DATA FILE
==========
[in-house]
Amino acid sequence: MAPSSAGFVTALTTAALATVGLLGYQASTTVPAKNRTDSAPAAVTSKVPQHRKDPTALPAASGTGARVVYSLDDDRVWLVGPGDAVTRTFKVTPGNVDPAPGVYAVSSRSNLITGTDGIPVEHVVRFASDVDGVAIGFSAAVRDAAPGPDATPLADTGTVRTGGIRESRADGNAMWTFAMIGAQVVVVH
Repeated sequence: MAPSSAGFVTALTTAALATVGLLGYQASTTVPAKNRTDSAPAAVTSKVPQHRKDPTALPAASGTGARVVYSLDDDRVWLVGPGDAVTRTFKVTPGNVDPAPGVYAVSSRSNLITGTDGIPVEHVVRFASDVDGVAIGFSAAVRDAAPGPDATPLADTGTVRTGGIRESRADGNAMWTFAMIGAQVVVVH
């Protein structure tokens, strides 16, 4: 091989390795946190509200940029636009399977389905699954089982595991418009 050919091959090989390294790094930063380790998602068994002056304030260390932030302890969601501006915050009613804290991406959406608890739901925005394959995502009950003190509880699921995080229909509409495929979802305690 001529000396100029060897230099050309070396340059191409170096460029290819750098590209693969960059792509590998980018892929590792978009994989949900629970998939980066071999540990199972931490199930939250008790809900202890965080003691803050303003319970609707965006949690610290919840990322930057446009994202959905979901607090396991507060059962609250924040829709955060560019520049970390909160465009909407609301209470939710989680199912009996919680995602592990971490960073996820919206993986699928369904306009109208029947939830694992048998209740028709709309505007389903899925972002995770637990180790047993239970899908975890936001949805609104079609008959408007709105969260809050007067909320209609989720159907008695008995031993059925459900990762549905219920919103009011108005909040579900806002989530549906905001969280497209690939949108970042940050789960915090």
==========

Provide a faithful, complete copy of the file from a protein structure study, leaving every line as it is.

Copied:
[in-house]
Amino acid sequence: MAPSSAGFVTALTTAALATVGLLGYQASTTVPAKNRTDSAPAAVTSKVPQHRKDPTALPAASGTGARVVYSLDDDRVWLVGPGDAVTRTFKVTPGNVDPAPGVYAVSSRSNLITGTDGIPVEHVVRFASDVDGVAIGFSAAVRDAAPGPDATPLADTGTVRTGGIRESRADGNAMWTFAMIGAQVVVVH
Repeated sequence: MAPSSAGFVTALTTAALATVGLLGYQASTTVPAKNRTDSAPAAVTSKVPQHRKDPTALPAASGTGARVVYSLDDDRVWLVGPGDAVTRTFKVTPGNVDPAPGVYAVSSRSNLITGTDGIPVEHVVRFASDVDGVAIGFSAAVRDAAPGPDATPLADTGTVRTGGIRESRADGNAMWTFAMIGAQVVVVH
């Protein structure tokens, strides 16, 4: 091989390795946190509200940029636009399977389905699954089982595991418009 050919091959090989390294790094930063380790998602068994002056304030260390932030302890969601501006915050009613804290991406959406608890739901925005394959995502009950003190509880699921995080229909509409495929979802305690 001529000396100029060897230099050309070396340059191409170096460029290819750098590209693969960059792509590998980018892929590792978009994989949900629970998939980066071999540990199972931490199930939250008790809900202890965080003691803050303003319970609707965006949690610290919840990322930057446009994202959905979901607090396991507060059962609250924040829709955060560019520049970390909160465009909407609301209470939710989680199912009996919680995602592990971490960073996820919206993986699928369904306009109208029947939830694992048998209740028709709309505007389903899925972002995770637990180790047993239970899908975890936001949805609104079609008959408007709105969260809050007067909320209609989720159907008695008995031993059925459900990762549905219920919103009011108005909040579900806002989530549906905001969280497209690939949108970042940050789960915090």